Georgian food is quite unique. Some things feel very familiar – like dumplings or cucumber salad or kebabs – and some things are entirely new to me. This series on Latitude with Attitude will explore local delectables in detail so anyone traveling here for the first time will know what they are getting into. I’m hoping to continue this style of post occasionally since there’s no way I can list every single menu item all at once.
Georgian food is distinctly unique but does carry some influences from other Caucasian countries, Eastern Europe, and the Middle East. Each historical province has its own distinct culinary tradition. Georgian cuisine is full of meat dishes, but also offers a wide variety of choices for vegetarians.
Today I’m going to start with five of my favorite Georgian foods. I’m not sure if I want to call them “basics” since Georgians love to eat and a wide variety of food is always present at any event.
But anyway. Without further ado, let’s get this deep dive started.
Khinkali: This is probably one of the most quintessentially Georgian foods there is. Aside from only eating it, Georgians feature khinkali on magnets, in artwork, on traditional patterns, just about everywhere. It’s a staple. Khinkali are large dumplings filled with traditionally with meat, usually a mixture of lamb or beef and pork and a few spices. I’ve also seen some filled with mushrooms, potatoes, and cheese as an alternative. They are very carefully and precisely made, and a perfect khinkali has 19 folds to close off the dumpling. They are boiled and served hot, usually with a sprinkling of black pepper. Eating khinkali is a fun and challenging experience. You hold the nob at the end and bite into the meaty part, all while the juice drips down your arm. It’s not unusual or rude to slurp out the excess fluids. Leftover khinkali is often fried the next day, which is also delicious.
Pkhali: I’m still not sure how to correctly pronounce this one. The p and k next to each other make a sound I can’t quite get my tongue around. But I digress. Pkhali serve as appetizers at a lot of meals we’ve attended, and they are made of chopped and minced vegetables, such as cabbage, eggplant, spinach, beans, or beets, then combined with ground walnuts, vinegar, onions, garlic, and herbs. They are severed in balls or patties and aren’t really solid, but aren’t quite a paste-like consistency. We usually order or are served a variety of pkhali and, oddly, I think beet is my favorite.
Khachapuri: Another staple, khachapuri, is the delicious cheesy bread with several variations found all over the country. According to some sources, there are nine different types, but I’m familiar with only three: Imeretian, Mingrelian, and Adjarian. Imeretian is probably the most common, and it’s made by filling dough – sort of similar to pizza dough – with very salty cheese, forming it into in a round ball and then flattening it with a rolling pin before baking. Mingrelian is similar, but with added cheese on top. Adjarian is my personal favorite and is the type where the dough is formed into an open boat shape, filled with cheese, baked and the hot pie is topped with a raw egg and a pad of butter before serving. I can say I’ve successfully made Adjarian khachapuri, though my egg never wanted to cooperate quite a nice as my teacher’s.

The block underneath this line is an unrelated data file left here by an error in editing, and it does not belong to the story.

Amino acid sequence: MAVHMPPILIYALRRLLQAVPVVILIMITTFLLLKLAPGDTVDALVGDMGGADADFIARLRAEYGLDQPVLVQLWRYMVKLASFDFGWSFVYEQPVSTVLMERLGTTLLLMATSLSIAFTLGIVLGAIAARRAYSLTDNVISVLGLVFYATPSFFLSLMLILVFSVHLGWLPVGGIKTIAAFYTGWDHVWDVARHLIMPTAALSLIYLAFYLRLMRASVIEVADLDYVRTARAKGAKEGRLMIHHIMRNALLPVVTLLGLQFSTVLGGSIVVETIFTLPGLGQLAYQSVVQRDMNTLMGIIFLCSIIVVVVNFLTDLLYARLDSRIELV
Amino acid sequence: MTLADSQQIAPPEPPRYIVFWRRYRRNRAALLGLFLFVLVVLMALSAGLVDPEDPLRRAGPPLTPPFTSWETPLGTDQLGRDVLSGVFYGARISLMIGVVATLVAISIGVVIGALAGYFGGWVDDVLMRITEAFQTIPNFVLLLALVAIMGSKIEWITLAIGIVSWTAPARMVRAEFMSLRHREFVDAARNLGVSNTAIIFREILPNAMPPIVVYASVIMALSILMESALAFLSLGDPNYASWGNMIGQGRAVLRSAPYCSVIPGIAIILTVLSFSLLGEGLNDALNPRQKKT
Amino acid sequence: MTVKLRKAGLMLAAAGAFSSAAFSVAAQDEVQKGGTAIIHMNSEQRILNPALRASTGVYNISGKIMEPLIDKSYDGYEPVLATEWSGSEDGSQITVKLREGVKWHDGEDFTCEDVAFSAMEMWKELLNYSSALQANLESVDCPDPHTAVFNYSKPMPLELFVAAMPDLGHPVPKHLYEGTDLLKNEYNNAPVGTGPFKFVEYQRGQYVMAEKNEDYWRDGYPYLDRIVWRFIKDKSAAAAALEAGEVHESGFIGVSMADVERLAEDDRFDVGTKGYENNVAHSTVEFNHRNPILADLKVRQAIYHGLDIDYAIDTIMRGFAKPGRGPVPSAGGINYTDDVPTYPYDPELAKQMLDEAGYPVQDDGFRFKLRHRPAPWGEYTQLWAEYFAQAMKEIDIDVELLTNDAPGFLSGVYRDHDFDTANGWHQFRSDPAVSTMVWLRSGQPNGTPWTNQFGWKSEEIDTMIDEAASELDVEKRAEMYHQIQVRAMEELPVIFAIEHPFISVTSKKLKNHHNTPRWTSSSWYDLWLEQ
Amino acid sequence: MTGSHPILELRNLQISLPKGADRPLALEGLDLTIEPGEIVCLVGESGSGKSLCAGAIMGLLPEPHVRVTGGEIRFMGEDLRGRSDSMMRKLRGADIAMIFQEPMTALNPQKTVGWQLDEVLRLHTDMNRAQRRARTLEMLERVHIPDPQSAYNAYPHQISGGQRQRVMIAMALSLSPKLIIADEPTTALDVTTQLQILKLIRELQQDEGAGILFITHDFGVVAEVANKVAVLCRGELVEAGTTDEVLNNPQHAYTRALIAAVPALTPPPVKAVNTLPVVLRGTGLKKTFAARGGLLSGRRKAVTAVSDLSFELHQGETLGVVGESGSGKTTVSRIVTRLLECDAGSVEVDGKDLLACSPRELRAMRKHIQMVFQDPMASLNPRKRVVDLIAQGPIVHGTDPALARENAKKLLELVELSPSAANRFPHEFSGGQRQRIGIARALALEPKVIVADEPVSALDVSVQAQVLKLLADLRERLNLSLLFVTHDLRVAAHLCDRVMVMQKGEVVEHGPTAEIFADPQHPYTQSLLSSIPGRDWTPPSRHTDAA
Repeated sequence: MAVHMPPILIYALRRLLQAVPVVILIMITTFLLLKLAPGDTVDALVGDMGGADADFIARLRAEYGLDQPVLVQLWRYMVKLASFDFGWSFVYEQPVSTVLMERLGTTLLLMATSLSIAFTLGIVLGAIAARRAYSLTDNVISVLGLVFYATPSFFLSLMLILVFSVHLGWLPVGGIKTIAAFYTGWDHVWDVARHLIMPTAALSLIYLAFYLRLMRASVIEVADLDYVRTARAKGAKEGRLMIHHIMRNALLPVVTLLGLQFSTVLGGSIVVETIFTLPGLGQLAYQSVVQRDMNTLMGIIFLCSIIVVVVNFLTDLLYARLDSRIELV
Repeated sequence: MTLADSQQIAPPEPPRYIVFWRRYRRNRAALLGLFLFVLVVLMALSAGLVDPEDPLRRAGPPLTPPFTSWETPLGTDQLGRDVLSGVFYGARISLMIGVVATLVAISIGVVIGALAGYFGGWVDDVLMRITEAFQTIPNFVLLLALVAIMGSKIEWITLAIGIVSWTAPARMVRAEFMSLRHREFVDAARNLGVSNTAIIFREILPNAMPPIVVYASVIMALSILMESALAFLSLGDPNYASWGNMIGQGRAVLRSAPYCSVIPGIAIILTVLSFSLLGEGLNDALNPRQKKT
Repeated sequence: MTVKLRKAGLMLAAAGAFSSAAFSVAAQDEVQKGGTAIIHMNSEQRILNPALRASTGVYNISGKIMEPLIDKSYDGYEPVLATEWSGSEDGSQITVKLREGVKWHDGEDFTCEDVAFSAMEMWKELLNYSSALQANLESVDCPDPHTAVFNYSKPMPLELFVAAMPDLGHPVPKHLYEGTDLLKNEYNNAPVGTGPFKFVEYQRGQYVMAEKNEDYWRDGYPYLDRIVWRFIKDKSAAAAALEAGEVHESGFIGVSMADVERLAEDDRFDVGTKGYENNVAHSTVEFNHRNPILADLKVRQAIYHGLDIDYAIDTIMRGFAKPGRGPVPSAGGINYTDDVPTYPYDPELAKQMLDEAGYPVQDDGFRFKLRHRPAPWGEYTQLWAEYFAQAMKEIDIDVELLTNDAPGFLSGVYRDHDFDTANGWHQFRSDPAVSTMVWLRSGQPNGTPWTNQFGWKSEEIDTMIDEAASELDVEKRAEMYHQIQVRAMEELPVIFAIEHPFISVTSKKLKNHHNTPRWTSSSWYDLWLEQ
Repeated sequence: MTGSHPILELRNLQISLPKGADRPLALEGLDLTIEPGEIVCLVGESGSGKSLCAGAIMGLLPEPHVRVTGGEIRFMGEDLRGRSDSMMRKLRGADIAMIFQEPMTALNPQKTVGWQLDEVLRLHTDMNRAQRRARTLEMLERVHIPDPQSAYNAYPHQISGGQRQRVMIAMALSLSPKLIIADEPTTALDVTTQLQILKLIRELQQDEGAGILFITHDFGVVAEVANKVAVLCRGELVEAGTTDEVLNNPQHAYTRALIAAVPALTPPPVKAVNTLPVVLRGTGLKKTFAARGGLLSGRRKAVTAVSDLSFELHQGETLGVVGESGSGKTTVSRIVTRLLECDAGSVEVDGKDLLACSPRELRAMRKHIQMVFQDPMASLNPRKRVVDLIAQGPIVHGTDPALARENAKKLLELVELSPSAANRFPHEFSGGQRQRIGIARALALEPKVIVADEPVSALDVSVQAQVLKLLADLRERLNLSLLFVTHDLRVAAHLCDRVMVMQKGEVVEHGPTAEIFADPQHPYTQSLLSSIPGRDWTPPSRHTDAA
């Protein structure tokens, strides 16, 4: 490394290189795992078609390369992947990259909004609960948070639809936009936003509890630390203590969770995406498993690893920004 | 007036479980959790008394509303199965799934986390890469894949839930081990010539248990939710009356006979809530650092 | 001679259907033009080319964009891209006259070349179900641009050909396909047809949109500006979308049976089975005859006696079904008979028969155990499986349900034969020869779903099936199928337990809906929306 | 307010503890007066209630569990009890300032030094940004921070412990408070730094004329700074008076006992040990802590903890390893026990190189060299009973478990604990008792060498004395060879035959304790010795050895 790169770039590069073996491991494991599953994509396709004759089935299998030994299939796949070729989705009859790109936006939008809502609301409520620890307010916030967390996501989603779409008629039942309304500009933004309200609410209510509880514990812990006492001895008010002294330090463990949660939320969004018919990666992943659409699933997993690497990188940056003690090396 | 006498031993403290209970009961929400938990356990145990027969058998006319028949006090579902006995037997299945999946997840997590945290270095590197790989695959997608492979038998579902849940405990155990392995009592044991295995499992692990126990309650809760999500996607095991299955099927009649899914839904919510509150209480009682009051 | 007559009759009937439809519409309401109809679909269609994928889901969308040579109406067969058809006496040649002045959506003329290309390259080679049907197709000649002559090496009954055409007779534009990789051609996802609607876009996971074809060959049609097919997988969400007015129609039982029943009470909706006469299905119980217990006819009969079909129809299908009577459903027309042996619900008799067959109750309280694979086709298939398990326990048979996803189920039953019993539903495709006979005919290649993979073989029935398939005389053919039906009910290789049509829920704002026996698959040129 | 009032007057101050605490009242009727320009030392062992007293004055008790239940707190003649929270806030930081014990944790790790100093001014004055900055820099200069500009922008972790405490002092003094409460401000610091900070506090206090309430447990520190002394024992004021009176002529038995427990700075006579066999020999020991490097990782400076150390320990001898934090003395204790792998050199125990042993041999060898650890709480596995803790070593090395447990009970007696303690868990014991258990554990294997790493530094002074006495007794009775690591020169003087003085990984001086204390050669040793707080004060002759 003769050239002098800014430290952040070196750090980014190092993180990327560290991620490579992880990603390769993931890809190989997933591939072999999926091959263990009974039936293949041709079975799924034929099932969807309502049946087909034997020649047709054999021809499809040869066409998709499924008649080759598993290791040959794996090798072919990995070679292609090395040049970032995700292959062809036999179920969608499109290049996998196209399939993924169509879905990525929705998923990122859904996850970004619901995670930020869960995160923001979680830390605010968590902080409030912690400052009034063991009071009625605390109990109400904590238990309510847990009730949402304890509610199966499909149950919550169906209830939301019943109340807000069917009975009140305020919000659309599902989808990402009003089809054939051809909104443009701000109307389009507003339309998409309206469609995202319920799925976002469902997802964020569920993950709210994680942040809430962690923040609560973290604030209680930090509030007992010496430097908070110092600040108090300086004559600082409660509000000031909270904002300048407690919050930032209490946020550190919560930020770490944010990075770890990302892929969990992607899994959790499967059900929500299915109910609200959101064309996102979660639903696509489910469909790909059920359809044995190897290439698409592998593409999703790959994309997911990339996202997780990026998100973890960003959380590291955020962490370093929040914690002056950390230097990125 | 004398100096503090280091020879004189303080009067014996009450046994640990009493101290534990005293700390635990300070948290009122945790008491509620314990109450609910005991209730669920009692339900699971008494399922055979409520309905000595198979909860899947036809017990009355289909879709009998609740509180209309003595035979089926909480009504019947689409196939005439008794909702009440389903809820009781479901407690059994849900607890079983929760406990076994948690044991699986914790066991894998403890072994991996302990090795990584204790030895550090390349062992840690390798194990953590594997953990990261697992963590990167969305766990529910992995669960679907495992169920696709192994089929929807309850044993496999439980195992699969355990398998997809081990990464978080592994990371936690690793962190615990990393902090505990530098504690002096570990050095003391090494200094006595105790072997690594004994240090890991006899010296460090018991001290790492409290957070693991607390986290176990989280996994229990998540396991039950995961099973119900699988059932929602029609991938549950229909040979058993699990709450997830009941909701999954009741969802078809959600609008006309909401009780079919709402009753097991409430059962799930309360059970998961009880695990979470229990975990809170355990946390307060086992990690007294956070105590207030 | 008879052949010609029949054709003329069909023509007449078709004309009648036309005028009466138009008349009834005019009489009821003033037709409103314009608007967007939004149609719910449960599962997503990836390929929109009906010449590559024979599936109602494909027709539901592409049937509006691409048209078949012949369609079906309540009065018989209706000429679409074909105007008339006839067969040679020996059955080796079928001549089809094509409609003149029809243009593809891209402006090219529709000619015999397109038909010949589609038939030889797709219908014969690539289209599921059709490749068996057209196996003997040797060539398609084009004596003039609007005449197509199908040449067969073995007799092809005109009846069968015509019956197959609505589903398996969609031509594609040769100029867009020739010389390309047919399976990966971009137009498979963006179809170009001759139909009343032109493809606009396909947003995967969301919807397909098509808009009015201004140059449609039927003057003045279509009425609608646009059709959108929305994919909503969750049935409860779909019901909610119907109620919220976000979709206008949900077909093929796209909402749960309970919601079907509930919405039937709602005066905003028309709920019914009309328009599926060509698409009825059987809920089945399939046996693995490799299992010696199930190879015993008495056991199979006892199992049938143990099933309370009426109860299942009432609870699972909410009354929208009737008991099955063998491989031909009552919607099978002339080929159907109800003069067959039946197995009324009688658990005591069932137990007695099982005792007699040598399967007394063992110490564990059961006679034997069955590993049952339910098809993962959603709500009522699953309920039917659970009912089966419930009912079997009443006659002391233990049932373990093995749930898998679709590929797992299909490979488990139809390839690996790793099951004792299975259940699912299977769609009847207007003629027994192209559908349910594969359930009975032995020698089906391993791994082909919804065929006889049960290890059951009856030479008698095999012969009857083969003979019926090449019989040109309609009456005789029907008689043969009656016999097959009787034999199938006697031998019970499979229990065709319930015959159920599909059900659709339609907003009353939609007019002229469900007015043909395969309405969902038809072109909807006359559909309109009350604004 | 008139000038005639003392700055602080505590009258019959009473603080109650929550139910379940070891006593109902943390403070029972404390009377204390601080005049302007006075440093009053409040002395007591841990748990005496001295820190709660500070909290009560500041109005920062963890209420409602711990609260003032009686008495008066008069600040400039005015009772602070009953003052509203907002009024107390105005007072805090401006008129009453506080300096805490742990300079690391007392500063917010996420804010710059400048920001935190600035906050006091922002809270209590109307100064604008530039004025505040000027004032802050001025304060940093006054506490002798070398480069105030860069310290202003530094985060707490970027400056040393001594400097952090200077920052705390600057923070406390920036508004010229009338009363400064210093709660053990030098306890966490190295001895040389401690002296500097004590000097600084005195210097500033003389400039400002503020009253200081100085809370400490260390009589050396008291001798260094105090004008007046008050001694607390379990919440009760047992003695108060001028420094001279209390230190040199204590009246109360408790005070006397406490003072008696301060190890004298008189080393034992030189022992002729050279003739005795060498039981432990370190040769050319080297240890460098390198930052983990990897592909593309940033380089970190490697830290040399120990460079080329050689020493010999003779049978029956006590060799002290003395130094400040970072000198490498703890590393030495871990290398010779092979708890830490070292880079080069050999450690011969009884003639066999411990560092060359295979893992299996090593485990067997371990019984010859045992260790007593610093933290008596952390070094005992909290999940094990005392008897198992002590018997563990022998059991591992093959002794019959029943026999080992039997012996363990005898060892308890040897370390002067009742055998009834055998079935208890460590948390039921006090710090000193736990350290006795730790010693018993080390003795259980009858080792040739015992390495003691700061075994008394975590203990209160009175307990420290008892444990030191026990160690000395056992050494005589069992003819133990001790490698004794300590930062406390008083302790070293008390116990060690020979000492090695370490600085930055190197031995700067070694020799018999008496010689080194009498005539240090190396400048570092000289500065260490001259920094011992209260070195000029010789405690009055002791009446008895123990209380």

Lobio: Not to be confused with lobiani, which is a bean filled pie, lobio is kind of like Georgia’s take on refried beans. There are several variations of both hot and cold lobio, and I much prefer this dish served hot. White or kidney beans are cooked and then mashed with garlic, onions, walnuts, coriander, marigold petals, chili pepper, and vinegar, and then marinated overnight. If being served hot, the beans are placed in a clay pot and heated slowly over the fire or a small exposed oven. Sometimes meat and/or vegetables are added as well.
Churchkhela: Contrary to popular belief upon seeing these oddly shaped sweets for the first time, they are not candles, no are they NSFW. They are actually a string of nuts (usually walnuts) on a thread dipped into thickened grape juice and left to solidify. Traditionally, churchkhela was used as a source of quick energy for military troops since consuming one of these sugar bombs in its entirety is about 8,000 calories. Churchkhela is now a treat and often a part of New Year’s and Christmas celebration. They kind of taste like Twizzlers with walnuts inside, or, apparently, Snickers bars. (I, unfortunately, can’t verify that personally due to my peanut defect, so do with that what you will.)
It’s no secret that Sean and I love to eat, and this initial list barely scratches the surface. I’ll be back in a few months with another installment, but for now, I hope this list was helpful. Happy eating!